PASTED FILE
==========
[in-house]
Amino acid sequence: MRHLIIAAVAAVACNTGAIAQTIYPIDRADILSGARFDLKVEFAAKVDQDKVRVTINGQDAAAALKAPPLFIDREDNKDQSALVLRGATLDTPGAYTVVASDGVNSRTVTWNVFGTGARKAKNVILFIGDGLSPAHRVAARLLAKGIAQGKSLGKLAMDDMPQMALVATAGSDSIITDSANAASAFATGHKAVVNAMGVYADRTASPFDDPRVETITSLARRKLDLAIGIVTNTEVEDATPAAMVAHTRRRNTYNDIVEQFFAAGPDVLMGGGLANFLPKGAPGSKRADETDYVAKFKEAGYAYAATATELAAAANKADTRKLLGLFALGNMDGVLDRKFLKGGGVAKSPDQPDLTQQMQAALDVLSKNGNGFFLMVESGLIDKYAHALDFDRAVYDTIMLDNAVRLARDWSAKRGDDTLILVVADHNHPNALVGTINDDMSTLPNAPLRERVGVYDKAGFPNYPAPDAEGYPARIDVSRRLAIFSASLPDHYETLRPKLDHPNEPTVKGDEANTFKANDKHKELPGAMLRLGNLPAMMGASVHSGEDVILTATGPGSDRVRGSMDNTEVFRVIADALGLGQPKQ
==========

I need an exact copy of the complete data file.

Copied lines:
[in-house]
Amino acid sequence: MRHLIIAAVAAVACNTGAIAQTIYPIDRADILSGARFDLKVEFAAKVDQDKVRVTINGQDAAAALKAPPLFIDREDNKDQSALVLRGATLDTPGAYTVVASDGVNSRTVTWNVFGTGARKAKNVILFIGDGLSPAHRVAARLLAKGIAQGKSLGKLAMDDMPQMALVATAGSDSIITDSANAASAFATGHKAVVNAMGVYADRTASPFDDPRVETITSLARRKLDLAIGIVTNTEVEDATPAAMVAHTRRRNTYNDIVEQFFAAGPDVLMGGGLANFLPKGAPGSKRADETDYVAKFKEAGYAYAATATELAAAANKADTRKLLGLFALGNMDGVLDRKFLKGGGVAKSPDQPDLTQQMQAALDVLSKNGNGFFLMVESGLIDKYAHALDFDRAVYDTIMLDNAVRLARDWSAKRGDDTLILVVADHNHPNALVGTINDDMSTLPNAPLRERVGVYDKAGFPNYPAPDAEGYPARIDVSRRLAIFSASLPDHYETLRPKLDHPNEPTVKGDEANTFKANDKHKELPGAMLRLGNLPAMMGASVHSGEDVILTATGPGSDRVRGSMDNTEVFRVIADALGLGQPKQ